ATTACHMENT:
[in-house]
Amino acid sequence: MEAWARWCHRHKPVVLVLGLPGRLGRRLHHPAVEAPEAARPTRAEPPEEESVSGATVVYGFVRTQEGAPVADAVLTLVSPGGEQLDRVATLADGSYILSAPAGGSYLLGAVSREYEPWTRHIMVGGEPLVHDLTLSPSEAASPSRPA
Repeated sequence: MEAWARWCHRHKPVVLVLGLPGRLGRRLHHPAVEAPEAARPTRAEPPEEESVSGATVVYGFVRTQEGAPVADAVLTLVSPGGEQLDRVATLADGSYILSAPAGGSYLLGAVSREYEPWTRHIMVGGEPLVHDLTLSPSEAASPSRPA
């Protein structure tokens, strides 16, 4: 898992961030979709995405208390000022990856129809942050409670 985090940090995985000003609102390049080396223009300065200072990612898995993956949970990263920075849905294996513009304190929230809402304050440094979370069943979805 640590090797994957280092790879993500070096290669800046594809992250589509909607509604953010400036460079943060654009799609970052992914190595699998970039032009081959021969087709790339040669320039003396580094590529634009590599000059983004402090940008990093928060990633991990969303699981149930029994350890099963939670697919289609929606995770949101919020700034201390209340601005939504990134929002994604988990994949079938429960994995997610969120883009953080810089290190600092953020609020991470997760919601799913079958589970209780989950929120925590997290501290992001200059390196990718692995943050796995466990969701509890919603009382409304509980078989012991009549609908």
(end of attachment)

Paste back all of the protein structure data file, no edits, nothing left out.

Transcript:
[in-house]
Amino acid sequence: MEAWARWCHRHKPVVLVLGLPGRLGRRLHHPAVEAPEAARPTRAEPPEEESVSGATVVYGFVRTQEGAPVADAVLTLVSPGGEQLDRVATLADGSYILSAPAGGSYLLGAVSREYEPWTRHIMVGGEPLVHDLTLSPSEAASPSRPA
Repeated sequence: MEAWARWCHRHKPVVLVLGLPGRLGRRLHHPAVEAPEAARPTRAEPPEEESVSGATVVYGFVRTQEGAPVADAVLTLVSPGGEQLDRVATLADGSYILSAPAGGSYLLGAVSREYEPWTRHIMVGGEPLVHDLTLSPSEAASPSRPA
């Protein structure tokens, strides 16, 4: 898992961030979709995405208390000022990856129809942050409670 985090940090995985000003609102390049080396223009300065200072990612898995993956949970990263920075849905294996513009304190929230809402304050440094979370069943979805 640590090797994957280092790879993500070096290669800046594809992250589509909607509604953010400036460079943060654009799609970052992914190595699998970039032009081959021969087709790339040669320039003396580094590529634009590599000059983004402090940008990093928060990633991990969303699981149930029994350890099963939670697919289609929606995770949101919020700034201390209340601005939504990134929002994604988990994949079938429960994995997610969120883009953080810089290190600092953020609020991470997760919601799913079958589970209780989950929120925590997290501290992001200059390196990718692995943050796995466990969701509890919603009382409304509980078989012991009549609908």